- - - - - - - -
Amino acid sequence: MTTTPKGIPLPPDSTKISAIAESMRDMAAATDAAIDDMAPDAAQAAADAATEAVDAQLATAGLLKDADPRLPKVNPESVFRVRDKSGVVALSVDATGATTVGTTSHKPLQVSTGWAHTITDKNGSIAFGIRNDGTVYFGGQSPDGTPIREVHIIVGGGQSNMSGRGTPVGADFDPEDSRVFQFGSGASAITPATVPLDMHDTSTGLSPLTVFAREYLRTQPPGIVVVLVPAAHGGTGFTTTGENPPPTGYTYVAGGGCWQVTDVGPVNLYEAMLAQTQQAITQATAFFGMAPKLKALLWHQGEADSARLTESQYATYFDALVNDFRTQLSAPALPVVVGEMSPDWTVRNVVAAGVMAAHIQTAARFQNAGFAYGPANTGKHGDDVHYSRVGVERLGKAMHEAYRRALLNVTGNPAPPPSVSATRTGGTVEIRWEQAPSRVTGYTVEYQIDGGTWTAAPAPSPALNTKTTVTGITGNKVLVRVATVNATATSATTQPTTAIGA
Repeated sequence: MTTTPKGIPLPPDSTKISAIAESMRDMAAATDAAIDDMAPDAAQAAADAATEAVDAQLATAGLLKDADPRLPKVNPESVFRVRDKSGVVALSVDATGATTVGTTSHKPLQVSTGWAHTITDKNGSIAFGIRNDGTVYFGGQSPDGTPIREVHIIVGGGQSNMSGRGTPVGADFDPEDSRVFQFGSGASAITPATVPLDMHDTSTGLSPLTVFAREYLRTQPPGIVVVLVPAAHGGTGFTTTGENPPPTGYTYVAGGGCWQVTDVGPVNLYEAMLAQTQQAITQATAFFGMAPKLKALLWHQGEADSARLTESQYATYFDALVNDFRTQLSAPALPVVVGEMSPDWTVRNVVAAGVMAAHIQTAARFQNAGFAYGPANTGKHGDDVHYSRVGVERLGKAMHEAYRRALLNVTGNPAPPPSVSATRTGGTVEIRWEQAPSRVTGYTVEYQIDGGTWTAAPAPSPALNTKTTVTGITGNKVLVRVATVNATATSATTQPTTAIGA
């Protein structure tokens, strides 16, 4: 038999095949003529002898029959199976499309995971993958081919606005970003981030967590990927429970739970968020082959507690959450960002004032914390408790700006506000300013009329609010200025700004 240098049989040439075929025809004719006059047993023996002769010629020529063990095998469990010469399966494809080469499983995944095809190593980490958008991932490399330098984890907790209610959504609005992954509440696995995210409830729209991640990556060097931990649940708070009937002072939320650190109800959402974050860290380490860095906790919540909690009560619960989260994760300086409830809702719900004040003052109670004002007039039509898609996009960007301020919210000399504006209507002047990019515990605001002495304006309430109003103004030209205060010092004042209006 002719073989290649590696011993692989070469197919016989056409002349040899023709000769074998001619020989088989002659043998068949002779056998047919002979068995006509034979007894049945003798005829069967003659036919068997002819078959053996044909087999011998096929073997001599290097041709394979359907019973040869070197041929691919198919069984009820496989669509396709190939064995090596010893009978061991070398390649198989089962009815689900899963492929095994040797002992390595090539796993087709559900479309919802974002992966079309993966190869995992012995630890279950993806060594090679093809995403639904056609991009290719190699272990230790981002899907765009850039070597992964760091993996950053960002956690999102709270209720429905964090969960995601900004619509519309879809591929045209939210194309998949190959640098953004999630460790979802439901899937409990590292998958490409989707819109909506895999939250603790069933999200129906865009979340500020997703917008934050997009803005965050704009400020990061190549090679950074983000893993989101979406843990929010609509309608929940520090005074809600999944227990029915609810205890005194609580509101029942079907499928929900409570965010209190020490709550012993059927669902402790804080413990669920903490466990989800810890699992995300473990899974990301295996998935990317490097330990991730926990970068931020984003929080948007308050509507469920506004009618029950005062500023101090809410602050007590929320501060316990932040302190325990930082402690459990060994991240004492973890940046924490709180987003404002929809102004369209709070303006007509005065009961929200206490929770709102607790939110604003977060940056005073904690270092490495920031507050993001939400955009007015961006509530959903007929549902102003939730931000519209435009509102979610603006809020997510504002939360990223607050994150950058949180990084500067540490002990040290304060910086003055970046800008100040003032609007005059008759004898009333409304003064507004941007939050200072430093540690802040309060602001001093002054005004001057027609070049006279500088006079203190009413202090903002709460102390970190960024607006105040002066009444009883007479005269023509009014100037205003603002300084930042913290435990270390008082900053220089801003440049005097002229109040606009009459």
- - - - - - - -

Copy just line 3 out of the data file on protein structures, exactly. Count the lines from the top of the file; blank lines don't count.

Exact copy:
């Protein structure tokens, strides 16, 4: 038999095949003529002898029959199976499309995971993958081919606005970003981030967590990927429970739970968020082959507690959450960002004032914390408790700006506000300013009329609010200025700004 240098049989040439075929025809004719006059047993023996002769010629020529063990095998469990010469399966494809080469499983995944095809190593980490958008991932490399330098984890907790209610959504609005992954509440696995995210409830729209991640990556060097931990649940708070009937002072939320650190109800959402974050860290380490860095906790919540909690009560619960989260994760300086409830809702719900004040003052109670004002007039039509898609996009960007301020919210000399504006209507002047990019515990605001002495304006309430109003103004030209205060010092004042209006 002719073989290649590696011993692989070469197919016989056409002349040899023709000769074998001619020989088989002659043998068949002779056998047919002979068995006509034979007894049945003798005829069967003659036919068997002819078959053996044909087999011998096929073997001599290097041709394979359907019973040869070197041929691919198919069984009820496989669509396709190939064995090596010893009978061991070398390649198989089962009815689900899963492929095994040797002992390595090539796993087709559900479309919802974002992966079309993966190869995992012995630890279950993806060594090679093809995403639904056609991009290719190699272990230790981002899907765009850039070597992964760091993996950053960002956690999102709270209720429905964090969960995601900004619509519309879809591929045209939210194309998949190959640098953004999630460790979802439901899937409990590292998958490409989707819109909506895999939250603790069933999200129906865009979340500020997703917008934050997009803005965050704009400020990061190549090679950074983000893993989101979406843990929010609509309608929940520090005074809600999944227990029915609810205890005194609580509101029942079907499928929900409570965010209190020490709550012993059927669902402790804080413990669920903490466990989800810890699992995300473990899974990301295996998935990317490097330990991730926990970068931020984003929080948007308050509507469920506004009618029950005062500023101090809410602050007590929320501060316990932040302190325990930082402690459990060994991240004492973890940046924490709180987003404002929809102004369209709070303006007509005065009961929200206490929770709102607790939110604003977060940056005073904690270092490495920031507050993001939400955009007015961006509530959903007929549902102003939730931000519209435009509102979610603006809020997510504002939360990223607050994150950058949180990084500067540490002990040290304060910086003055970046800008100040003032609007005059008759004898009333409304003064507004941007939050200072430093540690802040309060602001001093002054005004001057027609070049006279500088006079203190009413202090903002709460102390970190960024607006105040002066009444009883007479005269023509009014100037205003603002300084930042913290435990270390008082900053220089801003440049005097002229109040606009009459």